Hiring for attitude makes a lot of sense. After all, you can teach smart people new skills, but you’ll never turn a curmudgeon into an optimist at heart.
Just make sure you understand how a particular personality trait will translate into on-the-job performance. To do that, you need to ask questions that address how someone will behave on the job.
For example, if you’re attempting to size up a candidate for a sales position, don’t ask a general question such as, “Are you an introvert or an extrovert?” Instead, address behavior by saying, “Tell me about a time you dealt with an intimidating situation.”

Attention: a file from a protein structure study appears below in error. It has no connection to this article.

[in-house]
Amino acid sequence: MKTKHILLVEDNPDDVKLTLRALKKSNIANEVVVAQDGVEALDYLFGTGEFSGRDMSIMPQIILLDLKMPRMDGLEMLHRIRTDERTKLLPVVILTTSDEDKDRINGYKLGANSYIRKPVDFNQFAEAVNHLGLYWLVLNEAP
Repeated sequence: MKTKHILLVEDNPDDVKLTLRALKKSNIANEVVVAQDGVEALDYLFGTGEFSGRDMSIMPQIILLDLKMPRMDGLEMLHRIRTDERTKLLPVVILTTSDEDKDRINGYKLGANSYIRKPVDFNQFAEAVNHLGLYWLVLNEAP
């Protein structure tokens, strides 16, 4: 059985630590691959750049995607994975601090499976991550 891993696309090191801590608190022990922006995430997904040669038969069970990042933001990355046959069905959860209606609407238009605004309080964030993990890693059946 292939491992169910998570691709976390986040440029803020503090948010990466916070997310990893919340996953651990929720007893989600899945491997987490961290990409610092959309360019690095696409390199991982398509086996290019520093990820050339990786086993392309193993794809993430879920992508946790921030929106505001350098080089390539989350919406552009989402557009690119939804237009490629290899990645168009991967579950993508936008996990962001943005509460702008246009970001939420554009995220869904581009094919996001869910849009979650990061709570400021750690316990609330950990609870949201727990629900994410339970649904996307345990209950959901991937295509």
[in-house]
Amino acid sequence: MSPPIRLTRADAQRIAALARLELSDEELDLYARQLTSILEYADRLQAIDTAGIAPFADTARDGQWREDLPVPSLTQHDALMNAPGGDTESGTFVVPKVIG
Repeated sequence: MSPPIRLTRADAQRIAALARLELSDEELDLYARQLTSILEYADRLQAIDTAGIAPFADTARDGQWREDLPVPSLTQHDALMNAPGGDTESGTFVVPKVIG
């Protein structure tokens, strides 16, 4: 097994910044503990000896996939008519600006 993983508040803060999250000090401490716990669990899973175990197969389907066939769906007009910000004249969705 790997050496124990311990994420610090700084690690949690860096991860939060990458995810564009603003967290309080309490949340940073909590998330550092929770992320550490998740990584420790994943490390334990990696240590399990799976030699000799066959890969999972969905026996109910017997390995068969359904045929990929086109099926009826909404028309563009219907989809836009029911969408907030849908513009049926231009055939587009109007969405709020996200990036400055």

Consider these other examples:
- Too general: “How important is it to follow the rules?” Replace with: “Please describe an incident in which you broke the rules.”
- Too general: “Do you believe that a person should have fun at work?” Replace with: “What would you do to make a workplace more fun?”
- Too general: “What is your problem-solving style?” Replace with: “Discuss a time when you tried to solve a problem but were unsuccessful.”
- How to Fire an Employee the Legal Way: 6 Termination Guidelines
- Keep your credibility intact: 12 lessons from the courtroom
- Prodigal employee? Ensure hiring managers don't know details of prior complaints
- New Job Disappoints?
- Video résumés failing to catch on: Ahead of their time, or too hot to handle?